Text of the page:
Title: A process-based conversion model for caesium-137 derived erosion rates on agricultural land: An integrated spatial approach
Authors: Van Oost, Kristof ×
Govers, Gerard
Van Muysen, W #
Issue Date: Feb-2003
Publisher: John wiley & sons ltd
Series Title: Earth surface processes and landforms vol:28 issue:2 pages:187-207
Abstract: There is increasing recognition that Cs-137 data remain one of the few sources of spatially distributed information concerning soil erosion. However, many of the conversion models that have been used to convert Cs-137 data into soil redistribution rates failed to account for some of the key factors affecting the redistribution Of Cs-137 in agricultural landscapes. The conversion model presented in this paper aims to overcome some of the limitations associated with existing models and therefore to provide more realistic estimates of soil erosion rates on agricultural land. The conversion model aims at coupling soil redistribution processes directly with Cs-137 redistribution. Emphasis is placed on the spatial representation of soil redistribution processes and the adequate simulation of tillage processes. The benefits of the presented model arise from the two-dimensional spatial integration of mass balance models with soil erosion models. No a priori assumptions about the intensity of any soil redistribution process are necessary and the level of agreement between observed and simulated Cs-137 inventories enables us to evaluate the performance of the model. The spatial implementation and the use of fuzzy parameter sets also allow us to assess the uncertainties associated with soil erosion estimates. It was shown that an adequate simulation of tillage processes is necessary and that simplified tillage models may lead to erroneous estimates of soil redistribution. The model was successfully applied to a study site in the Belgian Loam Belt and the results indicated that tillage is the dominant process. Furthermore, the uncertainties associated with the estimation of water erosion rates were much higher than those associated with tillage, especially for depositional areas. Copyright (C) 2003 John Wiley Sons, Ltd.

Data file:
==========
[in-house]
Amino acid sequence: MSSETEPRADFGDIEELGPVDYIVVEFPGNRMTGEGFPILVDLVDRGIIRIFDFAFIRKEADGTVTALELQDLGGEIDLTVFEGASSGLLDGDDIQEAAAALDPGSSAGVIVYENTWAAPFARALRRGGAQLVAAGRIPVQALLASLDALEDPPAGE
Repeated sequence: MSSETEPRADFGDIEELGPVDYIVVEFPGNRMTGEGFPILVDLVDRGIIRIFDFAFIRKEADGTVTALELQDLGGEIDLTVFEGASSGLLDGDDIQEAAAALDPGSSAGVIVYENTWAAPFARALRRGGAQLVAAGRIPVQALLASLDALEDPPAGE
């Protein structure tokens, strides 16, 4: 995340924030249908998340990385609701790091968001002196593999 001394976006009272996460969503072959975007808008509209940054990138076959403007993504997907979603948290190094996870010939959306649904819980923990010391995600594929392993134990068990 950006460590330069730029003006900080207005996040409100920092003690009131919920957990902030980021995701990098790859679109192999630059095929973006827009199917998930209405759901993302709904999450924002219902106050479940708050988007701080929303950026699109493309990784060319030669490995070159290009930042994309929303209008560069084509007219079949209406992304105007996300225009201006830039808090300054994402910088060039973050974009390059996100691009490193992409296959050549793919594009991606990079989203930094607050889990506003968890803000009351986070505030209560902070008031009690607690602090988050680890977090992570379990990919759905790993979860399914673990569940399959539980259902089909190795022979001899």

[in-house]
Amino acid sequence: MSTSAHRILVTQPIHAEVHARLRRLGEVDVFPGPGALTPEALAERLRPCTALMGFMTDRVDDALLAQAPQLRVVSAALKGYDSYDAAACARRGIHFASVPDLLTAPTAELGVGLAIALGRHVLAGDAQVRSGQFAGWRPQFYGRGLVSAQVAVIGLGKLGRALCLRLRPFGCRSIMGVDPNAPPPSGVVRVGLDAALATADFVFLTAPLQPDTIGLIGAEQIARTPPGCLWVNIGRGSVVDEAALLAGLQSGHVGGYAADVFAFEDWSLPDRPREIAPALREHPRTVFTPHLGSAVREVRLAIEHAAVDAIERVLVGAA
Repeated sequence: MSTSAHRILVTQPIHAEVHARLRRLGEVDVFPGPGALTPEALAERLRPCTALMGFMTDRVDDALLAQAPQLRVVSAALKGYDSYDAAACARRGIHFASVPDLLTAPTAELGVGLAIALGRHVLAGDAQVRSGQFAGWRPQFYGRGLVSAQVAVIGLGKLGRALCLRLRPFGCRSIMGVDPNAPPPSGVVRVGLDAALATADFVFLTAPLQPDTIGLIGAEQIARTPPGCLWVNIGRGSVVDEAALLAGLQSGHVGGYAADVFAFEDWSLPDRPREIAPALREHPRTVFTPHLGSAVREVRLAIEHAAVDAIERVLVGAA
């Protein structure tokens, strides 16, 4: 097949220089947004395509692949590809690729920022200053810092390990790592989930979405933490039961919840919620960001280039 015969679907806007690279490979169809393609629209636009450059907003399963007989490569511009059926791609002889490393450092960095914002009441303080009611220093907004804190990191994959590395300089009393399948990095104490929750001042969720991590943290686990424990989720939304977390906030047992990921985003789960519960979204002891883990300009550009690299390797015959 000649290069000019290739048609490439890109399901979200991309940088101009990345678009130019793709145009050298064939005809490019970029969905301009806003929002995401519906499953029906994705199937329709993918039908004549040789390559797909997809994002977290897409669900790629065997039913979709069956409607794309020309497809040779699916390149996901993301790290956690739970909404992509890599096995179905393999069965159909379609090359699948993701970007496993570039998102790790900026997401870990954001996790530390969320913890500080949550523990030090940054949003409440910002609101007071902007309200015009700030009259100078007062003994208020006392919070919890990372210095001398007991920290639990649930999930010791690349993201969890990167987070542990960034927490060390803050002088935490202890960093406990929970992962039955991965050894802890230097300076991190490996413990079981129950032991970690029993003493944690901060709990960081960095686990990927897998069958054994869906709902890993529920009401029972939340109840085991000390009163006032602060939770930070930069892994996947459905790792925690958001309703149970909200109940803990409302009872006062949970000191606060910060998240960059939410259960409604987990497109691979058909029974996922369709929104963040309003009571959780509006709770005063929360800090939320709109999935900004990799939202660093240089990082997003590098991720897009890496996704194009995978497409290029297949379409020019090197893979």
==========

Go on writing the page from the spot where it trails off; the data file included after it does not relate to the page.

ISSN: 0197-9337
Publication status: published
KU Leuven publication type: IT
Appears in Collections:Division of Geography & Tourism
× corresponding author
# (joint) last author

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